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CardioVascular and Interventional Radiology

, Volume 34, Issue 3, pp 493–501 | Cite as

Comparison of the Efficacy of the Embolic Agents Acrylamido Polyvinyl Alcohol Microspheres and Tris-Acryl Gelatin Microspheres for Uterine Artery Embolization for Leiomyomas: A Prospective Randomized Controlled Trial

  • Robert L. Worthington-KirschEmail author
  • Gary P. Siskin
  • Paul Hegener
  • Richard Chesnick
Clinical Investigation

Abstract

Objective

To evaluate the efficacy of acrylamido polyvinyl alcohol microspheres (a-PVAM) as an embolic agent for uterine artery embolization (UAE) compared with Tris-acryl gelatin microspheres (TAGM).

Design, Setting, Participants

Prospective randomized double-blind noninferiority trial. Conducted at two sites both with regional UAE practices. Forty-six women with symptomatic leiomyomas.

Intervention

UAE procedure was performed with either of the two embolic agents. Either 700–900-μm a-PVAM or 500–700-μm TAGM was used.

Main Outcome Measures

Changes in leiomyoma perfusion, overall uterine volume, and dominant leiomyomas volume measured by contrast-enhanced magnetic resonance imaging at 1 week, 3 months, and 6 months after UAE by a reader blinded to the embolic agent used. Changes in Uterine Fibroid Symptoms and Quality of Life questionnaire scores were measured at 3, 6, and 12 months after UAE.

Results

Forty-six patients were randomized and treated under the study protocol (a-PVAM n = 22, TAGM n = 24). There were no procedure-related complications. Two patients were excluded from analysis (one technical failure of the procedure, one withdrawal from study). Successful (>90%) leiomyoma devascularization was observed in 81% of subjects at 1 week after UAE, 97% at 3 months after UAE, and 95% at 6 months after UAE. No significant differences were observed in 14 of 15 outcome measurements, consistent with noninferiority. TAGM was slightly superior to a-PVAM on one comparison (overall quality of life at 3 months after UAE).

Keywords

Clinical practice Embolization Uterine artery embolization Uterine fibroid embolization Urogenital Uterine fibroid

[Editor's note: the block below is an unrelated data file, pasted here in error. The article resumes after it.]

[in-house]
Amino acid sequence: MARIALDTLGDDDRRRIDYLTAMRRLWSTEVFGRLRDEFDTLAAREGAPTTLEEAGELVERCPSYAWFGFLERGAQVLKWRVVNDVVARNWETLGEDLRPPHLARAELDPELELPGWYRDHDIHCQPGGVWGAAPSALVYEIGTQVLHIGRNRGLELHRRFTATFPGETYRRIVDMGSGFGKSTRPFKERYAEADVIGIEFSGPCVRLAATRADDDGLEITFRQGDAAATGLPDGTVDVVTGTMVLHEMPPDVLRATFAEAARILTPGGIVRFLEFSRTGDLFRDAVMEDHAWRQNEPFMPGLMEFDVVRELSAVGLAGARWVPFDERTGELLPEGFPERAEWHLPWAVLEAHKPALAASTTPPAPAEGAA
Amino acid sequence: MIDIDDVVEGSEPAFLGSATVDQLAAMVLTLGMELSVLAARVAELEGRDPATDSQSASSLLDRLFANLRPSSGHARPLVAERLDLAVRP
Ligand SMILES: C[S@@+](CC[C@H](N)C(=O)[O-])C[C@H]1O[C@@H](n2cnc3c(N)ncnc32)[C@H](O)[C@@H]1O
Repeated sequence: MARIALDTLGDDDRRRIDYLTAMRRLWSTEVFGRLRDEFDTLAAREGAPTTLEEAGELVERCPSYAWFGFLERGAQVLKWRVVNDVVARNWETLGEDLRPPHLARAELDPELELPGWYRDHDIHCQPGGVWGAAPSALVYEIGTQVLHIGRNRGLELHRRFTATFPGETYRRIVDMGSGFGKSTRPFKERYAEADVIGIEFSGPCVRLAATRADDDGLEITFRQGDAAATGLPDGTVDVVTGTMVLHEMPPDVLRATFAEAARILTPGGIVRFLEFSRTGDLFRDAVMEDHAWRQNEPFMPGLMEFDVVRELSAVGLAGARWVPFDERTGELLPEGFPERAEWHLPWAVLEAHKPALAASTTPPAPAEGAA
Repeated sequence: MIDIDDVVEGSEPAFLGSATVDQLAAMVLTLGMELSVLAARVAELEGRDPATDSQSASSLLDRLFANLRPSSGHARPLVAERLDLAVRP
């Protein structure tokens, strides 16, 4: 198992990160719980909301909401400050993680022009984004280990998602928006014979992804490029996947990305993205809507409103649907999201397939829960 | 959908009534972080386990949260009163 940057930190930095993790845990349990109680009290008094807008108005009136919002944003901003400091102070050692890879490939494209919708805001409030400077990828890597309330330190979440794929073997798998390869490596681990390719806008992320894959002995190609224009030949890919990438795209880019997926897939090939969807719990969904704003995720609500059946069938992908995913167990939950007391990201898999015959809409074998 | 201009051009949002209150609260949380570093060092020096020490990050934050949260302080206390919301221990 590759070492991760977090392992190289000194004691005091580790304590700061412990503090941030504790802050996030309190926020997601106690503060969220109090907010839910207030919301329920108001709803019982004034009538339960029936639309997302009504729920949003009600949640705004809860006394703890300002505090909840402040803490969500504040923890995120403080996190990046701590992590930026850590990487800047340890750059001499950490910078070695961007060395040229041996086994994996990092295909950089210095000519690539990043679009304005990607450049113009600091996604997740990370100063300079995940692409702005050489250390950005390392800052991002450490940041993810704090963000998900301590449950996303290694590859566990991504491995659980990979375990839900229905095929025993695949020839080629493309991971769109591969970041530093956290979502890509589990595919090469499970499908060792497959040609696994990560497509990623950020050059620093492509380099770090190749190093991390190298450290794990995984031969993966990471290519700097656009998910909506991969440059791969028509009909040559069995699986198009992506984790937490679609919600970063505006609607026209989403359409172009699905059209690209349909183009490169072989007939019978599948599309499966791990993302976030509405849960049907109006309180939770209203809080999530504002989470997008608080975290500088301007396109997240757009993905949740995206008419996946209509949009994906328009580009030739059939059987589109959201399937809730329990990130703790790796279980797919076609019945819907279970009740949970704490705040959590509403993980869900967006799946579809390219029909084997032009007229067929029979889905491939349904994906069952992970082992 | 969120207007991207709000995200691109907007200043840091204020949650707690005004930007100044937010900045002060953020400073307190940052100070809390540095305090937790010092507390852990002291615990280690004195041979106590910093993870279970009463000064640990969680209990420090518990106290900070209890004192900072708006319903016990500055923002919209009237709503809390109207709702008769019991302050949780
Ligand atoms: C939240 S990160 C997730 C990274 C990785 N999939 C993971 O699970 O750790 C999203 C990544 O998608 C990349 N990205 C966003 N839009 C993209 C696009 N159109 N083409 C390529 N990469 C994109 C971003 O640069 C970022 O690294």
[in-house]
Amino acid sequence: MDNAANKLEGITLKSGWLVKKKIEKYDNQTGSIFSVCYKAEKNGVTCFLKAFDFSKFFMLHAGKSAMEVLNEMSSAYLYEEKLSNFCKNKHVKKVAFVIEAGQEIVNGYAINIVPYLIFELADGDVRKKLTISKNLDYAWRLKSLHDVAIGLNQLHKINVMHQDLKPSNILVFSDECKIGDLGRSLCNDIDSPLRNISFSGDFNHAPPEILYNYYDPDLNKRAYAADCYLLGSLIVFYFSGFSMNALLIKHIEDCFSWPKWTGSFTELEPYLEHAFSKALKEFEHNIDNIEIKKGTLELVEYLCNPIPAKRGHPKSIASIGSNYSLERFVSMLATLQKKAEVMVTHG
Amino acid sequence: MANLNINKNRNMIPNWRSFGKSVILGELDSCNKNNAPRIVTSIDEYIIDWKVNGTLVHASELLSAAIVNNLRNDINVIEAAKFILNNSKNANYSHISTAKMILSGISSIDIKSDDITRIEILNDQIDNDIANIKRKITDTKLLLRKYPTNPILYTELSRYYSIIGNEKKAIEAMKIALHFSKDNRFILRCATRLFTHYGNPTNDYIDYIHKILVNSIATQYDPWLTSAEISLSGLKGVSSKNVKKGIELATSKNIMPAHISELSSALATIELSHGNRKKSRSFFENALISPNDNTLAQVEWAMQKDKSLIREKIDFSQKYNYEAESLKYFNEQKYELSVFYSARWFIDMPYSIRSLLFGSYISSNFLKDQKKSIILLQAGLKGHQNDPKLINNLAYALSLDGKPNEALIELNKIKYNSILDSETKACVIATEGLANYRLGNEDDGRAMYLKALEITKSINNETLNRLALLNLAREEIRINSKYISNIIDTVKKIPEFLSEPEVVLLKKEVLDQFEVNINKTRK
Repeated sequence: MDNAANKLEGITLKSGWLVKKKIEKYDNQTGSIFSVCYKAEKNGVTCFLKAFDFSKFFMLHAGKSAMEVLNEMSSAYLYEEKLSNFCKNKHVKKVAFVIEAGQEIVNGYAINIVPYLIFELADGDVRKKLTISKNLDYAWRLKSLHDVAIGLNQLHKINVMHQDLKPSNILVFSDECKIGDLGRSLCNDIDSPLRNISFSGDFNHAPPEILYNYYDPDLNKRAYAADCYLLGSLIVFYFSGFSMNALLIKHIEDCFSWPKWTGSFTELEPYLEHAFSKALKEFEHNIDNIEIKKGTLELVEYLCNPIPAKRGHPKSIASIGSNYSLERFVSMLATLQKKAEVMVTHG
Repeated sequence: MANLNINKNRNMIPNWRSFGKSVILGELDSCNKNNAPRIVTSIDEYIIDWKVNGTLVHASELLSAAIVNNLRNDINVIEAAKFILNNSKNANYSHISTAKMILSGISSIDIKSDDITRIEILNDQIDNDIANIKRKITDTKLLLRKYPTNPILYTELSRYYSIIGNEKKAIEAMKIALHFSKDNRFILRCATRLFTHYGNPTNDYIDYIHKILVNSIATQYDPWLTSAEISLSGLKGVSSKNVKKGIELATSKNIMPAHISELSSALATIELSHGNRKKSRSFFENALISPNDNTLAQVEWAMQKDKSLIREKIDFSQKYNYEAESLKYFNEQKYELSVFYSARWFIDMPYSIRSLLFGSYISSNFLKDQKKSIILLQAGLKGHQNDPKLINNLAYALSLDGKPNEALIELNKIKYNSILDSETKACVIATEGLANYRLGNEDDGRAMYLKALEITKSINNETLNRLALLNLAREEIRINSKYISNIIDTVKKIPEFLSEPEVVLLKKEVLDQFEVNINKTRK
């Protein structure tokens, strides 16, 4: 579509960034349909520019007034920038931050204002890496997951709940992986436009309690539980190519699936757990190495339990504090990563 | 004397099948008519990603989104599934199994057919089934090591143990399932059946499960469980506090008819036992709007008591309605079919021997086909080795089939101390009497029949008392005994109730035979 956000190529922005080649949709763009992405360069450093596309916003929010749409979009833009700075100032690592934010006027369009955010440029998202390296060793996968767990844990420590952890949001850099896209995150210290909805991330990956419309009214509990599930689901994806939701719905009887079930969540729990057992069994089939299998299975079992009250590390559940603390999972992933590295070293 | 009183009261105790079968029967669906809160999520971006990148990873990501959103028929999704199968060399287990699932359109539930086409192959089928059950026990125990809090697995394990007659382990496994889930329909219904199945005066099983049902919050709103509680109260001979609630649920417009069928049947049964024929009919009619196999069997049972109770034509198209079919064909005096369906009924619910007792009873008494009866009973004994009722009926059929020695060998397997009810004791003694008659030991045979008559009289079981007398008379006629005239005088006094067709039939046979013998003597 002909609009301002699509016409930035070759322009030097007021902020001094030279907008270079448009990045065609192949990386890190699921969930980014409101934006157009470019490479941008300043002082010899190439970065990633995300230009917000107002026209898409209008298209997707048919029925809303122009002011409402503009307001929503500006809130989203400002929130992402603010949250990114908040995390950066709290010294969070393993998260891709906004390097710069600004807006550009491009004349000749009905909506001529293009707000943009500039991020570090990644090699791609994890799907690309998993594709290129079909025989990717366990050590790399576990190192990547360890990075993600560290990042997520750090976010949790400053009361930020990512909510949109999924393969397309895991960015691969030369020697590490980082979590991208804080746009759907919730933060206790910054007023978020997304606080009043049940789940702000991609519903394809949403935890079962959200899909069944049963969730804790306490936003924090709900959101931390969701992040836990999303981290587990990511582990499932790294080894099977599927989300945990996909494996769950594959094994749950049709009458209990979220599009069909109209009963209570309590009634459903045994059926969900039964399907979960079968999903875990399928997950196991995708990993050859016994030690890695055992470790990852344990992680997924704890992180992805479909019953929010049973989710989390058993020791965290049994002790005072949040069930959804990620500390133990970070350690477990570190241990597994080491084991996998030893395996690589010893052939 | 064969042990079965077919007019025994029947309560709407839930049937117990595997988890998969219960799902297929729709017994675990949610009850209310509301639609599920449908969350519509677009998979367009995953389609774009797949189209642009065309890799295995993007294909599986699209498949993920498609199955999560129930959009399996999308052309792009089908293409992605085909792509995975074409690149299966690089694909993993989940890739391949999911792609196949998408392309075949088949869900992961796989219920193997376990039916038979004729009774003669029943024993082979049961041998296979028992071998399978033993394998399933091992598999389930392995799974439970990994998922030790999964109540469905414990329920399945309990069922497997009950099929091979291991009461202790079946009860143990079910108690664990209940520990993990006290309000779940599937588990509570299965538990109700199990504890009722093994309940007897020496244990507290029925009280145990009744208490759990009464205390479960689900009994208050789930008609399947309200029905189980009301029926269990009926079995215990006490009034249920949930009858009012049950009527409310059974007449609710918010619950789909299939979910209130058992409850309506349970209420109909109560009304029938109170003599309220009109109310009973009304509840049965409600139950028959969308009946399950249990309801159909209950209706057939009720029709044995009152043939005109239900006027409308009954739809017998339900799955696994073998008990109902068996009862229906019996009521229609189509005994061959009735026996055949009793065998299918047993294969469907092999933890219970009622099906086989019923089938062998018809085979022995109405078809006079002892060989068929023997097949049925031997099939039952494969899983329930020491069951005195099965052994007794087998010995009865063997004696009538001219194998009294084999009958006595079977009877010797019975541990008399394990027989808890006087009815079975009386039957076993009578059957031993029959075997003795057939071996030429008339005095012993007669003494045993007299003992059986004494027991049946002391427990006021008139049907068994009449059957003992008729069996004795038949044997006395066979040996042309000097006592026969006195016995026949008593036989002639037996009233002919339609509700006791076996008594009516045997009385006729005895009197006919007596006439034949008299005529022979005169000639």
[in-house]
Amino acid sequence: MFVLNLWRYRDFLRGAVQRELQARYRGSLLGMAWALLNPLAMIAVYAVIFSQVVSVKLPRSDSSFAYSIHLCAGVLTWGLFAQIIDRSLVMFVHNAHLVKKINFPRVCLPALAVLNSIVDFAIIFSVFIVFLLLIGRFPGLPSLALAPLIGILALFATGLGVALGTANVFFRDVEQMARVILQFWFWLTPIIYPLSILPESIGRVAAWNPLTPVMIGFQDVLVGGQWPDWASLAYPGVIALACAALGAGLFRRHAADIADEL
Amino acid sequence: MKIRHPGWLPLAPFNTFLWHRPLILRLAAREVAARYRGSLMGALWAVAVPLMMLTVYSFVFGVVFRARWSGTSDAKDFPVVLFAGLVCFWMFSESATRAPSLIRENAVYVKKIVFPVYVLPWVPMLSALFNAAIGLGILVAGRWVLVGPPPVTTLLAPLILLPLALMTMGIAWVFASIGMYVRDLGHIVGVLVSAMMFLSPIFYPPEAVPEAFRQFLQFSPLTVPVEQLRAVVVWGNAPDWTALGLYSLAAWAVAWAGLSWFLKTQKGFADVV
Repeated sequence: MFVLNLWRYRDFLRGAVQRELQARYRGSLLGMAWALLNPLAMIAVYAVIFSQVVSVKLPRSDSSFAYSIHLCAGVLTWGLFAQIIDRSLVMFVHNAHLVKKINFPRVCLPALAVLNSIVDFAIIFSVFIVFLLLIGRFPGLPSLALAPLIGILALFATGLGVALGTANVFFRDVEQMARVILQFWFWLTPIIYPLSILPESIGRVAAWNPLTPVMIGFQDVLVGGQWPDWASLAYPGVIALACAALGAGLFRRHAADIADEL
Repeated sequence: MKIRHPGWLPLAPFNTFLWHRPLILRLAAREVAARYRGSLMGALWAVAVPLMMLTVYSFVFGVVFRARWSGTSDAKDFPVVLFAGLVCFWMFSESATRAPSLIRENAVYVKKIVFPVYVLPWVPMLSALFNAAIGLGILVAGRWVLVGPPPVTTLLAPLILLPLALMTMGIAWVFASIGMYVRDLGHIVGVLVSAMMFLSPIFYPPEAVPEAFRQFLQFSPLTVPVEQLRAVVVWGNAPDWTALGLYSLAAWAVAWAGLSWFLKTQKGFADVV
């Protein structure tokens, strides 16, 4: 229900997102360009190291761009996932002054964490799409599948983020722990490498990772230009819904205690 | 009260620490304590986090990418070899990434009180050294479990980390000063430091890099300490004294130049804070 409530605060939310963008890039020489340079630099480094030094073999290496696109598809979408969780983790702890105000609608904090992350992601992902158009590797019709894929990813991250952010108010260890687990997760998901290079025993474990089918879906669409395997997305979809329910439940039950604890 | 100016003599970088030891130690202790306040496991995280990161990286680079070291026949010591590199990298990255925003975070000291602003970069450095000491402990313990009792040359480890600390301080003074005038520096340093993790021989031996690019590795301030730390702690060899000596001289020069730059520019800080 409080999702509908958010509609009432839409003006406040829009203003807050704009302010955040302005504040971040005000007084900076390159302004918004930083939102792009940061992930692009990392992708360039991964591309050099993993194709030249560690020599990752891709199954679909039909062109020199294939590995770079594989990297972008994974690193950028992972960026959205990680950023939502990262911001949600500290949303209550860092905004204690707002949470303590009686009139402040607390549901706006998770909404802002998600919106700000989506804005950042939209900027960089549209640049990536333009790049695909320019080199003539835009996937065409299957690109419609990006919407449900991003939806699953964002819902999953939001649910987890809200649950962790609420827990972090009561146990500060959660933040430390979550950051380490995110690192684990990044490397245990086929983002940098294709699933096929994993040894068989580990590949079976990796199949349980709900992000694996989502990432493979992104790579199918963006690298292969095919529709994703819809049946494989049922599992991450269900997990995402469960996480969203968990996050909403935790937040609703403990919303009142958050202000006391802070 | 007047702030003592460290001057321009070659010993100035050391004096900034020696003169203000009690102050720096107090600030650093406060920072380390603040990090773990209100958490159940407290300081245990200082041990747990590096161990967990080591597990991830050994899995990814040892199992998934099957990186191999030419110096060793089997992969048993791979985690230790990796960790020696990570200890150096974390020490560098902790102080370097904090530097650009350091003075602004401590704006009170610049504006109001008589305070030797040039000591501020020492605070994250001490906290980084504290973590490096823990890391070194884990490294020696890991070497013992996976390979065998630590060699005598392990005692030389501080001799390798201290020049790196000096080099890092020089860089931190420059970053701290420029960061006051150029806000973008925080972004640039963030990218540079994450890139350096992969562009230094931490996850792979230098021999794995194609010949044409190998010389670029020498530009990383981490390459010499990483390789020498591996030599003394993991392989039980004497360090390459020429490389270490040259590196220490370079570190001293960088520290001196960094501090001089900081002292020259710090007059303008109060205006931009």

Notes

Acknowledgments

Unrestricted research grants from Terumo Interventional Systems USA (Somerset, NJ) and Biocompatibles UK (Farnham, Surrey, UK). Registered as NCT00361036 with ClinicalTrials.gov.

Conflict of interest

Drs. Hegener and Chesnick have no conflicts. Dr. Worthington-Kirsch has received an unrestricted educational grant from Terumo Interventional Systems USA and Biocompatibles for this study (no grant number, grant awarded in 2005). In the past (>3 years ago), Dr. Worthington-Kirsch received research support from Biosphere Medical and from Boston Scientific. Within the last year, Dr. Worthington-Kirsch has received honoraria for speaking to the U.S. sales forces of both Biocompatibles and Merit/Biosphere Medical. Dr. Siskin is a consultant to CeloNova and Boston Scientific.

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Copyright information

© Springer Science+Business Media, LLC and the Cardiovascular and Interventional Radiological Society of Europe (CIRSE) 2010

Authors and Affiliations

  • Robert L. Worthington-Kirsch
    • 1
    Email author
  • Gary P. Siskin
    • 2
  • Paul Hegener
    • 2
  • Richard Chesnick
    • 3
  1. 1.Image Guided Surgery Associates, PC, c/o Peripheral Vascular Institute of PhiladelphiaPhiladelphiaUSA
  2. 2.Department of RadiologyAlbany Medical CollegeAlbanyUSA
  3. 3.Professional Diagnostic ImagingGlenmooreUSA

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